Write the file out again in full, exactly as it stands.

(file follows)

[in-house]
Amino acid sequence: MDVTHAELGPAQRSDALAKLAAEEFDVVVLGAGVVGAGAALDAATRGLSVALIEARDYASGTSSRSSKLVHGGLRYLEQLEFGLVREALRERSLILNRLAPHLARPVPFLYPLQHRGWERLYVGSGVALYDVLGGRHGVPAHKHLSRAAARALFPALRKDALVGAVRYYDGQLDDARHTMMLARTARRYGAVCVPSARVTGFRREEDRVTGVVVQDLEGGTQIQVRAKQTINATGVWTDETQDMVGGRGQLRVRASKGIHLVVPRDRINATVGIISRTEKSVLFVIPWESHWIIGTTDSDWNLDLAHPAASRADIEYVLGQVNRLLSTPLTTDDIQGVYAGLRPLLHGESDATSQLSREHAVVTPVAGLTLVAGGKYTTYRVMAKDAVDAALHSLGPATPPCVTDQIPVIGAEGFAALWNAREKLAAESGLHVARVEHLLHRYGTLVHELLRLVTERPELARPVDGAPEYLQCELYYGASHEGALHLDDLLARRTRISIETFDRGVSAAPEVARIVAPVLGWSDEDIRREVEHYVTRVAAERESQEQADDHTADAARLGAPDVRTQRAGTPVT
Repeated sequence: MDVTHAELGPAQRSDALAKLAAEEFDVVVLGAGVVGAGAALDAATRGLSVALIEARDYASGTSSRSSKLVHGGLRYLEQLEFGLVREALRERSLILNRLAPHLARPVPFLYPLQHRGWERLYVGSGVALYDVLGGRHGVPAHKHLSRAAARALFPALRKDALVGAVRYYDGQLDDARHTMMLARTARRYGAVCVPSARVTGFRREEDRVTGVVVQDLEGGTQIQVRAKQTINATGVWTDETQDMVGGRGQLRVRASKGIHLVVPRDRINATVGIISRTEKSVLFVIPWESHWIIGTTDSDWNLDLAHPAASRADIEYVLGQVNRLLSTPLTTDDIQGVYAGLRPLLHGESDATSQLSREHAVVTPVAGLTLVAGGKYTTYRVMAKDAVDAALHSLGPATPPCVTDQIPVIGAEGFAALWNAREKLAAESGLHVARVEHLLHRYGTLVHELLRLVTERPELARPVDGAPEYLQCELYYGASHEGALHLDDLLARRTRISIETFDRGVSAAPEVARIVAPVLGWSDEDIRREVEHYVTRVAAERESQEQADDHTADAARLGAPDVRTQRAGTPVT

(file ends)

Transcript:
[in-house]
Amino acid sequence: MDVTHAELGPAQRSDALAKLAAEEFDVVVLGAGVVGAGAALDAATRGLSVALIEARDYASGTSSRSSKLVHGGLRYLEQLEFGLVREALRERSLILNRLAPHLARPVPFLYPLQHRGWERLYVGSGVALYDVLGGRHGVPAHKHLSRAAARALFPALRKDALVGAVRYYDGQLDDARHTMMLARTARRYGAVCVPSARVTGFRREEDRVTGVVVQDLEGGTQIQVRAKQTINATGVWTDETQDMVGGRGQLRVRASKGIHLVVPRDRINATVGIISRTEKSVLFVIPWESHWIIGTTDSDWNLDLAHPAASRADIEYVLGQVNRLLSTPLTTDDIQGVYAGLRPLLHGESDATSQLSREHAVVTPVAGLTLVAGGKYTTYRVMAKDAVDAALHSLGPATPPCVTDQIPVIGAEGFAALWNAREKLAAESGLHVARVEHLLHRYGTLVHELLRLVTERPELARPVDGAPEYLQCELYYGASHEGALHLDDLLARRTRISIETFDRGVSAAPEVARIVAPVLGWSDEDIRREVEHYVTRVAAERESQEQADDHTADAARLGAPDVRTQRAGTPVT
Repeated sequence: MDVTHAELGPAQRSDALAKLAAEEFDVVVLGAGVVGAGAALDAATRGLSVALIEARDYASGTSSRSSKLVHGGLRYLEQLEFGLVREALRERSLILNRLAPHLARPVPFLYPLQHRGWERLYVGSGVALYDVLGGRHGVPAHKHLSRAAARALFPALRKDALVGAVRYYDGQLDDARHTMMLARTARRYGAVCVPSARVTGFRREEDRVTGVVVQDLEGGTQIQVRAKQTINATGVWTDETQDMVGGRGQLRVRASKGIHLVVPRDRINATVGIISRTEKSVLFVIPWESHWIIGTTDSDWNLDLAHPAASRADIEYVLGQVNRLLSTPLTTDDIQGVYAGLRPLLHGESDATSQLSREHAVVTPVAGLTLVAGGKYTTYRVMAKDAVDAALHSLGPATPPCVTDQIPVIGAEGFAALWNAREKLAAESGLHVARVEHLLHRYGTLVHELLRLVTERPELARPVDGAPEYLQCELYYGASHEGALHLDDLLARRTRISIETFDRGVSAAPEVARIVAPVLGWSDEDIRREVEHYVTRVAAERESQEQADDHTADAARLGAPDVRTQRAGTPVT